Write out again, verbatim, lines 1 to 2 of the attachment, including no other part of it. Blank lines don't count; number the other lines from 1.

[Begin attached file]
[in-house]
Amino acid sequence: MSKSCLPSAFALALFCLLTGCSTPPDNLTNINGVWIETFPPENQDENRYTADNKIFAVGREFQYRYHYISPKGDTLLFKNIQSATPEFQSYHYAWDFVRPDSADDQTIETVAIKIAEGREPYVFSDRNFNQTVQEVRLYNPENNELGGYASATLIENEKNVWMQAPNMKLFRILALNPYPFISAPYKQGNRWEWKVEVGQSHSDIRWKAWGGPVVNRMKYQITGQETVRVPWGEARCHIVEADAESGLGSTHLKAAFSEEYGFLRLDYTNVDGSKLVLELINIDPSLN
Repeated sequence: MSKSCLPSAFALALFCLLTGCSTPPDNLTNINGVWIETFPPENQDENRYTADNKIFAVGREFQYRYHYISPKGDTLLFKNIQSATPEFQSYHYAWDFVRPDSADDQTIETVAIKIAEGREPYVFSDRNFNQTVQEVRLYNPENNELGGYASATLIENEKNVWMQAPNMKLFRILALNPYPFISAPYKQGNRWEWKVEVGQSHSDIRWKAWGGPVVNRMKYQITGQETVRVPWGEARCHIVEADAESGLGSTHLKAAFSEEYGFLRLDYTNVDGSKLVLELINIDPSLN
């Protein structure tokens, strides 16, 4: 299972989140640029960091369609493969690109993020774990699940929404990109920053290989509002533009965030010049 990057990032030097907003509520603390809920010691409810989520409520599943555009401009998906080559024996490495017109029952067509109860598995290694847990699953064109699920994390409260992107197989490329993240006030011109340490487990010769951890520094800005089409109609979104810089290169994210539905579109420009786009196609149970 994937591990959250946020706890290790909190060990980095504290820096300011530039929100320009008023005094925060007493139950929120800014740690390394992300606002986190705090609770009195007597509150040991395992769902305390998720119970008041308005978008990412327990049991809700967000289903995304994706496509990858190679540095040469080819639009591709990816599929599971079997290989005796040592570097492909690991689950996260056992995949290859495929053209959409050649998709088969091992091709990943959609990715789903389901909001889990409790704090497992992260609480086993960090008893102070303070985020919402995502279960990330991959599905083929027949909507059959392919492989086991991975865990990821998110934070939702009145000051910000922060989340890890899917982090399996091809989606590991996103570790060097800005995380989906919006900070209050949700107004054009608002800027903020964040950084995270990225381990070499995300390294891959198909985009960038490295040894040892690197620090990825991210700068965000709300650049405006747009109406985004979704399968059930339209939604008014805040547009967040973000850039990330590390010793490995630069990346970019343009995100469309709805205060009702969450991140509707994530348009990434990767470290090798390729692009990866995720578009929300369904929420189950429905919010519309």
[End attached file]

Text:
[in-house]
Amino acid sequence: MSKSCLPSAFALALFCLLTGCSTPPDNLTNINGVWIETFPPENQDENRYTADNKIFAVGREFQYRYHYISPKGDTLLFKNIQSATPEFQSYHYAWDFVRPDSADDQTIETVAIKIAEGREPYVFSDRNFNQTVQEVRLYNPENNELGGYASATLIENEKNVWMQAPNMKLFRILALNPYPFISAPYKQGNRWEWKVEVGQSHSDIRWKAWGGPVVNRMKYQITGQETVRVPWGEARCHIVEADAESGLGSTHLKAAFSEEYGFLRLDYTNVDGSKLVLELINIDPSLN